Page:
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I'm trying the ADAU1701 (from Analog Devices) with an external SPDIF receiver (TI's DIX9211). I've noticed that if I change the sampling rate, the amount of bass at my device's output changes. The best results I get with 32KHz/16bit. I get good, full bass with this. But as I go up in sample rates, I lose more and more. At 48KHz I notice it's almost as I'm playing music with a portable stereo (this is a 2.1 system with 10" subwoofer, enough to shake things around).

I tried changing the sampling rate in SigmaStudio but it has no effect.

Measuring the master clock, with a 48Ksamples/sec input signal gives the correct 12.288MHz, LRCK is 48KHz and bitclock is 3.072MHz. This, of course, changes with the configured sample rate.

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  • \$\begingroup\$ I know nothing about either of those parts, but I'll bet anything the clocks are not synced somewhere. \$\endgroup\$ – Matt Young Aug 28 '14 at 18:47
  • \$\begingroup\$ @MattYoung: the DIX9211 is the clock master, because the ADAU MCLK needs to be in sync with LRCK and bit clock. So the DIX generates all clocks. ADAU1701 doesn't have its own crystal in my setup. \$\endgroup\$ – hjf Aug 28 '14 at 19:04
  • \$\begingroup\$ I see you're all about that bass. \$\endgroup\$ – ACD Aug 28 '14 at 20:15
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I'm not familiar with the parts, but some devices include built-in high-pass and low-pass filtering with characteristics that are all affected by master clock rate. Doubling the clock rate will double the cutoff frequency of all the high-pass and low-pass filters. In some cases, there may be some options to e.g. control whether cutoff frequency for the high-pass filter should be at clock/256, clock/512, or clock/1024, or clock/2048. In other cases, the high-pass and low-pass filters may have a fixed frequency relationship.

I wouldn't expect a 1.5x change in the high-pass filter cutoff to turn a signal all the way from "big and boomy" to "wimpy", but without knowing the spectral content of the sound you're listening to and the behavior of the parts, it's hard to say for sure.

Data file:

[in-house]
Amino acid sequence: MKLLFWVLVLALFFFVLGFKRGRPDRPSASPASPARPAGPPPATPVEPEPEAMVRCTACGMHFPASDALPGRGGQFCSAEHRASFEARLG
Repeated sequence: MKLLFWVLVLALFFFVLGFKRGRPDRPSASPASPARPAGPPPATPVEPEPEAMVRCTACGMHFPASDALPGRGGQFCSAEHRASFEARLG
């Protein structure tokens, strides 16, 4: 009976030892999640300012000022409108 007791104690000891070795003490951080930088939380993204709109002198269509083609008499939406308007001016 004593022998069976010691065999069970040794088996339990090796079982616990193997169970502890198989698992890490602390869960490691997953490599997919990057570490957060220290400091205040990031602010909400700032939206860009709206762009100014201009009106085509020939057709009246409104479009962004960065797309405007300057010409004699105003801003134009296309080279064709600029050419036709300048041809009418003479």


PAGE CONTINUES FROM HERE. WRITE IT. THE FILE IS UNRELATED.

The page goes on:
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  • \$\begingroup\$ heh well i suppose i should make more accurate measurements with fixed frequencies. I've checked the datasheet for filters but I don't see any mention of that. There is a PLL mode setting, which is set to 256*fs. That's correct. \$\endgroup\$ – hjf Aug 28 '14 at 23:19
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I finally found the problem. It seems if you make any changes to the sampling rate options in Analog's SigmaStudio, you need to go into Actions -> Propagate sampling rate, so it will recalculate filter coefficients for all modules in your schematic.

After doing this, I got my bass back. (And if I go below 48KHz, I get too much of it).

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  • \$\begingroup\$ Switched capacitor filters will do that. Unlike a resistor-capacitor filter in which the fraction of a capacitor's charge that gets transferred in a given time will be proportional to the product of that capacitor and a resistance, in a switched-capacitor filter the fraction of a capacitor that gets transferred on each cycle of a clock will be proportional to the ratio of two capacitances, and the ratio for a given amount of time will be the per-cycle ratio raised to the number of cycles in that amount of time. \$\endgroup\$ – supercat Aug 29 '14 at 2:09
  • \$\begingroup\$ you mean as an output filter? The DAC output for this circuit is a series 47uF capacitor (not filter but DC blocking capacitor) with an RC filter (560 ohms/5.6nF) \$\endgroup\$ – hjf Aug 29 '14 at 13:50
  • \$\begingroup\$ Many clocked chips that include filters internally implement them using a mixture of switched and unswitched capacitors, rather than resistors and capacitors. I would expect that the chip you're using is one such. The filter coefficients you specify effectively control the values of switched and/or unswitched capacitors [part of the device might e.g. have 0.1pF, 0.2pF, 0.4pF, and 0.8pF caps which may be individually configured as switched or unswitched, connected to a 100pF unswitched cap. The fraction of charge transferred each cycle would thus be adjustable from 1/1014 to 15/1000. \$\endgroup\$ – supercat Aug 29 '14 at 16:55
  • \$\begingroup\$ It's much easier for semiconductor manufacturers to include on-chip capacitors and control the ratios among them (without having to worry about the proportionality constant) than to include various sizes of resistors and have to achieve a particular RC time constant. Switched-capacitor filters work very well, and yield very nice consistent behavior, but a major difference compared with filters that use resistors is that--for better or for worse--cutoff frequencies scale with the supplied clock rate. \$\endgroup\$ – supercat Aug 29 '14 at 16:58

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